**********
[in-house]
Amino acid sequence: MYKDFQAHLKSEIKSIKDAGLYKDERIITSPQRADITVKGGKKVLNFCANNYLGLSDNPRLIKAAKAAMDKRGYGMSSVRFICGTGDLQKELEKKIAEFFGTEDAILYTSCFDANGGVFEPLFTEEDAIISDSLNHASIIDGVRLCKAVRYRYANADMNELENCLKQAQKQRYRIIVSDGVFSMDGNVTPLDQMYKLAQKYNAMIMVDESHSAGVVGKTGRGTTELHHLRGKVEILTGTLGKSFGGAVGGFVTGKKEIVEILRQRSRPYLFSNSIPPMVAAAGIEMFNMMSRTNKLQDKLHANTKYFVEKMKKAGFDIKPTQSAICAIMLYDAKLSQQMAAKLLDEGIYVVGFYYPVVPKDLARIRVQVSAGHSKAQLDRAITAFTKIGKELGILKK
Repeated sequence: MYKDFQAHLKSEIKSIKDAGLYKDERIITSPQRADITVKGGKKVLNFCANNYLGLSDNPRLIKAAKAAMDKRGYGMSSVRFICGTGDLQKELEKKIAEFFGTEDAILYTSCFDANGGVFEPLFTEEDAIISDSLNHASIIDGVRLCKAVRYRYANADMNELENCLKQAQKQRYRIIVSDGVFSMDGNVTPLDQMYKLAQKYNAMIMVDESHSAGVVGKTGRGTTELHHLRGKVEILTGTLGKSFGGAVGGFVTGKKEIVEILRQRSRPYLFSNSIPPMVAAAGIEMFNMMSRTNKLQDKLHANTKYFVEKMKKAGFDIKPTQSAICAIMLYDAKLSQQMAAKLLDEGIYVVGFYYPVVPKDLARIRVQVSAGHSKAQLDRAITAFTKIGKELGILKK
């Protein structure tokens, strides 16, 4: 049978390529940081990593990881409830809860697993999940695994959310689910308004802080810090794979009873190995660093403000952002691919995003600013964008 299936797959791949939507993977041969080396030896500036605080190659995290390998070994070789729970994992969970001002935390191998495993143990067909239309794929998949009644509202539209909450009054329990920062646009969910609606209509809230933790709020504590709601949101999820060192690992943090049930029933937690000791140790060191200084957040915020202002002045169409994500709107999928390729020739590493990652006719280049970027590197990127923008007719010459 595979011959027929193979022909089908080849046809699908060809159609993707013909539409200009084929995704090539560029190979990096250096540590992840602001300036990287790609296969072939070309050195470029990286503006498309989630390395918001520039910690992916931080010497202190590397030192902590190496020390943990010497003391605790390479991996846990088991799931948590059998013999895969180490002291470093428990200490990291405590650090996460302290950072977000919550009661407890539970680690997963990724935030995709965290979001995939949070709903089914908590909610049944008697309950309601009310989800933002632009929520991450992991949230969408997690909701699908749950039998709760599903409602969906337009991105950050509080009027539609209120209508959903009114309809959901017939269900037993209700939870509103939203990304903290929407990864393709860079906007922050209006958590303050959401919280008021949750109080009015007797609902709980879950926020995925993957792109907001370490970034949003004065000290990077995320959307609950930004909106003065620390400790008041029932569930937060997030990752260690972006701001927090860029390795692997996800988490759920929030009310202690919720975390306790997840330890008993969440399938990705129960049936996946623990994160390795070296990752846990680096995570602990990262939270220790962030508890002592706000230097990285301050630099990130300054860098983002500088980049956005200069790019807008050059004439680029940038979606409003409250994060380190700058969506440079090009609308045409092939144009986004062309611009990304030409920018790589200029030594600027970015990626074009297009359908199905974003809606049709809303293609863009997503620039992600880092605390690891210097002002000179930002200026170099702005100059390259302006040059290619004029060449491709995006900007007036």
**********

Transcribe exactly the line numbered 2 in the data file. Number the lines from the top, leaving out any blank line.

Amino acid sequence: MYKDFQAHLKSEIKSIKDAGLYKDERIITSPQRADITVKGGKKVLNFCANNYLGLSDNPRLIKAAKAAMDKRGYGMSSVRFICGTGDLQKELEKKIAEFFGTEDAILYTSCFDANGGVFEPLFTEEDAIISDSLNHASIIDGVRLCKAVRYRYANADMNELENCLKQAQKQRYRIIVSDGVFSMDGNVTPLDQMYKLAQKYNAMIMVDESHSAGVVGKTGRGTTELHHLRGKVEILTGTLGKSFGGAVGGFVTGKKEIVEILRQRSRPYLFSNSIPPMVAAAGIEMFNMMSRTNKLQDKLHANTKYFVEKMKKAGFDIKPTQSAICAIMLYDAKLSQQMAAKLLDEGIYVVGFYYPVVPKDLARIRVQVSAGHSKAQLDRAITAFTKIGKELGILKK